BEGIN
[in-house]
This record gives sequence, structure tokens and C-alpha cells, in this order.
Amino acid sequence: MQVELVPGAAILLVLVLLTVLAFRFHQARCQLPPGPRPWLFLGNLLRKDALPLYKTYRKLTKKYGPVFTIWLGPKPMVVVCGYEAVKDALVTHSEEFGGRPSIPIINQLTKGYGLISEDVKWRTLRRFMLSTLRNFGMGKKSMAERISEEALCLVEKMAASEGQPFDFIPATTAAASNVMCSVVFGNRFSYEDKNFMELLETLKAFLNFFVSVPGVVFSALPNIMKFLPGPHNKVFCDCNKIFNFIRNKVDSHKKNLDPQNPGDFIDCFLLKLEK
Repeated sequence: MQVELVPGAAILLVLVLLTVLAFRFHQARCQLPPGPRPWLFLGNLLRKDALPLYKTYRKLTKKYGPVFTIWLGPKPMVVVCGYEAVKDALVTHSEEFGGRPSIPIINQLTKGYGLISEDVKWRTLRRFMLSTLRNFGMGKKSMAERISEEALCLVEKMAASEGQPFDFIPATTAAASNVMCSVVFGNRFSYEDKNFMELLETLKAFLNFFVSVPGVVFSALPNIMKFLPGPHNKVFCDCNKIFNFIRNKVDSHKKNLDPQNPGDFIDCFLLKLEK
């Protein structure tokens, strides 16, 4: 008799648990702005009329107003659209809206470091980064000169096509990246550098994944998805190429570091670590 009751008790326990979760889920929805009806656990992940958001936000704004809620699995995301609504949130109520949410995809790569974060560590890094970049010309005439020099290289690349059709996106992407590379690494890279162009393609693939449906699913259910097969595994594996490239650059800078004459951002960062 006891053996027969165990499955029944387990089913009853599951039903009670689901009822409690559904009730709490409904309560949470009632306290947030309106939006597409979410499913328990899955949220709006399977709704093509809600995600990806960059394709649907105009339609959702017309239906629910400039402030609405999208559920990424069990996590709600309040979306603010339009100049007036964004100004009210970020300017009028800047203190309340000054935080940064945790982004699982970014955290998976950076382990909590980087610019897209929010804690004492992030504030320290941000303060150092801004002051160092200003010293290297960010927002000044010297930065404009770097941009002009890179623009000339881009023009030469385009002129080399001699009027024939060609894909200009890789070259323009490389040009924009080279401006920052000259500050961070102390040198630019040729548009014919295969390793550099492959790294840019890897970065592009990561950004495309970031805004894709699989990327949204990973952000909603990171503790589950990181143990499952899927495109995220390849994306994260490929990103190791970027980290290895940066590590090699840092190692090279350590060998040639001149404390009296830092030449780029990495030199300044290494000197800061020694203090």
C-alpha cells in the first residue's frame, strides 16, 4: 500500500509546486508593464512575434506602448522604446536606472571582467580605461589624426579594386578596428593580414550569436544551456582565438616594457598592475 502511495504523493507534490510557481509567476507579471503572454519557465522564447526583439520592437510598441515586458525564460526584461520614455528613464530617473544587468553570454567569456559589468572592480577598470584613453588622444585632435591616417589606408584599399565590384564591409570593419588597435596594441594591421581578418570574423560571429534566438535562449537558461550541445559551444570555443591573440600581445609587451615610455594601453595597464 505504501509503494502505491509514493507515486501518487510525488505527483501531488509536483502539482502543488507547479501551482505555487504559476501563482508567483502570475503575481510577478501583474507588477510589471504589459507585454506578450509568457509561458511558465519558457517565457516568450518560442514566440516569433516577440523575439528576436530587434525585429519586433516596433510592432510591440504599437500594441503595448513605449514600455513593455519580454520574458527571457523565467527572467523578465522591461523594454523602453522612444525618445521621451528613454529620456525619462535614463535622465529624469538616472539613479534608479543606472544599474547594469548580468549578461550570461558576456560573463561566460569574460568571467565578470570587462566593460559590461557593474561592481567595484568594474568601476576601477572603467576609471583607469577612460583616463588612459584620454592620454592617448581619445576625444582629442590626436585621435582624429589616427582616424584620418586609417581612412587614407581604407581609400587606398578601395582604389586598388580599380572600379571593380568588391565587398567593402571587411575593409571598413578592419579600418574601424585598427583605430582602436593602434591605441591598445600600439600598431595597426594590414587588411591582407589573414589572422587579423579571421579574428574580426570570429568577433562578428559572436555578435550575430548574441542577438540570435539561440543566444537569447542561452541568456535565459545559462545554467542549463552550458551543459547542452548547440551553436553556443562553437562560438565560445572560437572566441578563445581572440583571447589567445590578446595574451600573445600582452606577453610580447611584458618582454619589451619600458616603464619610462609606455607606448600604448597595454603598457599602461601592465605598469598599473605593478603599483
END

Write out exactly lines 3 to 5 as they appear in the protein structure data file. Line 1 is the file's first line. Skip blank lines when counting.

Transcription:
Amino acid sequence: MQVELVPGAAILLVLVLLTVLAFRFHQARCQLPPGPRPWLFLGNLLRKDALPLYKTYRKLTKKYGPVFTIWLGPKPMVVVCGYEAVKDALVTHSEEFGGRPSIPIINQLTKGYGLISEDVKWRTLRRFMLSTLRNFGMGKKSMAERISEEALCLVEKMAASEGQPFDFIPATTAAASNVMCSVVFGNRFSYEDKNFMELLETLKAFLNFFVSVPGVVFSALPNIMKFLPGPHNKVFCDCNKIFNFIRNKVDSHKKNLDPQNPGDFIDCFLLKLEK
Repeated sequence: MQVELVPGAAILLVLVLLTVLAFRFHQARCQLPPGPRPWLFLGNLLRKDALPLYKTYRKLTKKYGPVFTIWLGPKPMVVVCGYEAVKDALVTHSEEFGGRPSIPIINQLTKGYGLISEDVKWRTLRRFMLSTLRNFGMGKKSMAERISEEALCLVEKMAASEGQPFDFIPATTAAASNVMCSVVFGNRFSYEDKNFMELLETLKAFLNFFVSVPGVVFSALPNIMKFLPGPHNKVFCDCNKIFNFIRNKVDSHKKNLDPQNPGDFIDCFLLKLEK
């Protein structure tokens, strides 16, 4: 008799648990702005009329107003659209809206470091980064000169096509990246550098994944998805190429570091670590 009751008790326990979760889920929805009806656990992940958001936000704004809620699995995301609504949130109520949410995809790569974060560590890094970049010309005439020099290289690349059709996106992407590379690494890279162009393609693939449906699913259910097969595994594996490239650059800078004459951002960062 006891053996027969165990499955029944387990089913009853599951039903009670689901009822409690559904009730709490409904309560949470009632306290947030309106939006597409979410499913328990899955949220709006399977709704093509809600995600990806960059394709649907105009339609959702017309239906629910400039402030609405999208559920990424069990996590709600309040979306603010339009100049007036964004100004009210970020300017009028800047203190309340000054935080940064945790982004699982970014955290998976950076382990909590980087610019897209929010804690004492992030504030320290941000303060150092801004002051160092200003010293290297960010927002000044010297930065404009770097941009002009890179623009000339881009023009030469385009002129080399001699009027024939060609894909200009890789070259323009490389040009924009080279401006920052000259500050961070102390040198630019040729548009014919295969390793550099492959790294840019890897970065592009990561950004495309970031805004894709699989990327949204990973952000909603990171503790589950990181143990499952899927495109995220390849994306994260490929990103190791970027980290290895940066590590090699840092190692090279350590060998040639001149404390009296830092030449780029990495030199300044290494000197800061020694203090």